The definitions set out in chapter 2 are sufficiently detailed, and comprehensible.
The definition of crisis mode" should exclusively refer to payment services.
Level 1 threshold values usually define critical reporting values: we therefore propose to switch the description "Level 1" and "Level 2"."
As a matter of principle, the approach for the classification of major incidents is transparent.
We see a need for the following explanations and/or adjustments regarding the criteria for classifying incidents (section 1.2):
a. Transaction affected
• Level 1: and" vs. Level 2: "or": should this not read "and" in both cases?
• Does the percentage refer to the quantity, or to a EUR value?
• Percentage formula: does the percentage refer to the ratio of affected transactions to daily averages for all payment transactions?
• The volume of affected transactions is generally different to estimate; making a valid statement in this respect is difficult, since transaction numbers are subject to strong fluctuations – both seasonally and on an intraday basis.
• Even the "normal level of daily transactions" is subject to fluctuations.
• The threshold values in euros are very low, and might even be reached by a single transaction.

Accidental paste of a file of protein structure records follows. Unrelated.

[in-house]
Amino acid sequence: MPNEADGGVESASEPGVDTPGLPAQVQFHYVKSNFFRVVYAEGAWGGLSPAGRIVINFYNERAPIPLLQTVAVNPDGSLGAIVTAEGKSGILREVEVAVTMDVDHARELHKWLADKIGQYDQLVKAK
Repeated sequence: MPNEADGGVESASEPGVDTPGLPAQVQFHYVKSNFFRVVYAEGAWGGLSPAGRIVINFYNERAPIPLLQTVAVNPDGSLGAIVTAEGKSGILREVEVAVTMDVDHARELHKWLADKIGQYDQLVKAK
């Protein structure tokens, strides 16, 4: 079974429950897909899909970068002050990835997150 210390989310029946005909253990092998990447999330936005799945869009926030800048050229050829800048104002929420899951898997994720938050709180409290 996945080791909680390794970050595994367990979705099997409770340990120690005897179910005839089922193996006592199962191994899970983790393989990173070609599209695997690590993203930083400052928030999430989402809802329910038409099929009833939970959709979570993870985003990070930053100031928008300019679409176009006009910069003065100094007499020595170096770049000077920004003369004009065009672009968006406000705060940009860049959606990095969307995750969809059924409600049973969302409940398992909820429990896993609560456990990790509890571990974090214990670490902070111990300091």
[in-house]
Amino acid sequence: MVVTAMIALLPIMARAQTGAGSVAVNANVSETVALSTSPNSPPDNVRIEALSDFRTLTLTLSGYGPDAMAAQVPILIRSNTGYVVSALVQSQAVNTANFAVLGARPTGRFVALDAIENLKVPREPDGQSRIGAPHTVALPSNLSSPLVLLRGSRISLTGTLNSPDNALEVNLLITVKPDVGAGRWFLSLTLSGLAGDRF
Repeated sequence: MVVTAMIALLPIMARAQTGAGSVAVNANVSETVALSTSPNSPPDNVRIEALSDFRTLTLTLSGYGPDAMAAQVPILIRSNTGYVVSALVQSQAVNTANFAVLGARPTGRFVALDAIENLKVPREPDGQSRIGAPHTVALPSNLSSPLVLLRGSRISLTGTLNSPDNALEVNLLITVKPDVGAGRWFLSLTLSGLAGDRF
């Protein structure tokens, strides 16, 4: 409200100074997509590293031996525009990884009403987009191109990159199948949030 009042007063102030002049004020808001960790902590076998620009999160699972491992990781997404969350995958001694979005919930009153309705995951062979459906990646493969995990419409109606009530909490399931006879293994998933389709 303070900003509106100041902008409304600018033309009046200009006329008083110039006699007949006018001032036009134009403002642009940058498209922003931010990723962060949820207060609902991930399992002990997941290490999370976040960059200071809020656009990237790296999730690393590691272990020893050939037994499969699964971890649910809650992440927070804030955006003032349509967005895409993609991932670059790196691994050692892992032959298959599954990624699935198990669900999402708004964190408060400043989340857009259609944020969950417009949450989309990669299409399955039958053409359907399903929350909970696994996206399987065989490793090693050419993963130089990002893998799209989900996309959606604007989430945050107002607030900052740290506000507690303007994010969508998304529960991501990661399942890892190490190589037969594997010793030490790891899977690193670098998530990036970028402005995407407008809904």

b. Clients affected
• Level 1: "and" vs. Level 2: "or": should this not read "and" in both cases?
• Numerator: the number of clients actually affected by an outflow of data who wanted to use the service at the time of the incident; as a rule, the data outflow can only be validated at a later point in time.
c. Service downtime
• The "service downtime" definition on page 24 is not unequivocal: any service downtime outside the respective "service hours" is irrelevant.
d. Economic impact
• As a rule, it will be impossible to determine or estimate this criterion within the scope of incident processing; in our view, conducting a full-cost accounting exercise for each incident would be excessive.
e. High level of internal escalation
• Given the specific reference to "executive officers", the definition of "high level of internal escalation" is too specific, since it restricts the "internal escalation" approach. The definition should only refer to a "crisis", or to the highest internal escalation level, in accordance with the institution's own definition.
g. Reputational risk
• Additional comment to "transaction affected“: the wording “the daily annual average of payment transactions for all the payment services executed” should be amended, to read: “the daily annual average of payment transactions for the affected payment service”.
Regarding the methodology depicted in Diagram 1:
On a general note, it would be important to unify the various existing reporting requirements (ECB SSM Pilot, PSD2 incident reporting, NIS RL) in a single standard. What should be avoided is having to consider different templates and various reporting criteria for the very same security-related incidents.